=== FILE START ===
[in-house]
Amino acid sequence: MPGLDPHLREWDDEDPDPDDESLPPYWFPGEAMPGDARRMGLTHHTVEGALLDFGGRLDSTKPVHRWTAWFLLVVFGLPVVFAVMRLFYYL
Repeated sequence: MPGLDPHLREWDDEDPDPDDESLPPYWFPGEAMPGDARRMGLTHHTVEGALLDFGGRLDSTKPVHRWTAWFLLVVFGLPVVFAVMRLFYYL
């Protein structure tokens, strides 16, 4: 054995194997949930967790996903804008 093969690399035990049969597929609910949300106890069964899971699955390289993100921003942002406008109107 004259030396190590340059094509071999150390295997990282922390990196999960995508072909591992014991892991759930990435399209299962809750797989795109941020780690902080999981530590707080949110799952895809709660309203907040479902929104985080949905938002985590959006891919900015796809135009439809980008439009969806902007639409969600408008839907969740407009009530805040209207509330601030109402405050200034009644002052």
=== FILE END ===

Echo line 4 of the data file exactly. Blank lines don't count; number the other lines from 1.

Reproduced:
């Protein structure tokens, strides 16, 4: 054995194997949930967790996903804008 093969690399035990049969597929609910949300106890069964899971699955390289993100921003942002406008109107 004259030396190590340059094509071999150390295997990282922390990196999960995508072909591992014991892991759930990435399209299962809750797989795109941020780690902080999981530590707080949110799952895809709660309203907040479902929104985080949905938002985590959006891919900015796809135009439809980008439009969806902007639409969600408008839907969740407009009530805040209207509330601030109402405050200034009644002052």